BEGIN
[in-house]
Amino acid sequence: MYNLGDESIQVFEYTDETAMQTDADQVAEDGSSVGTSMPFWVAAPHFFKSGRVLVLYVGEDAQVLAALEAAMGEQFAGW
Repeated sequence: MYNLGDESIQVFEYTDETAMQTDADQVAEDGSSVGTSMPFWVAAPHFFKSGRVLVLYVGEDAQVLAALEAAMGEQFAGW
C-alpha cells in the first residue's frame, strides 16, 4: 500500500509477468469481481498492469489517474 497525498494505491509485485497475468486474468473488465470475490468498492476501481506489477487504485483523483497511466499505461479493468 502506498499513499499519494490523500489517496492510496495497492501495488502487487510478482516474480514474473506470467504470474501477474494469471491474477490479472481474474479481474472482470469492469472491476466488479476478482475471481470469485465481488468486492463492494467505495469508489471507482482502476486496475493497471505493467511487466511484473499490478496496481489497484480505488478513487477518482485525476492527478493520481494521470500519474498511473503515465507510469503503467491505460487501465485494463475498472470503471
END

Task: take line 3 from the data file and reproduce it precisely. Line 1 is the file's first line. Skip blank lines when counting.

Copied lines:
Repeated sequence: MYNLGDESIQVFEYTDETAMQTDADQVAEDGSSVGTSMPFWVAAPHFFKSGRVLVLYVGEDAQVLAALEAAMGEQFAGW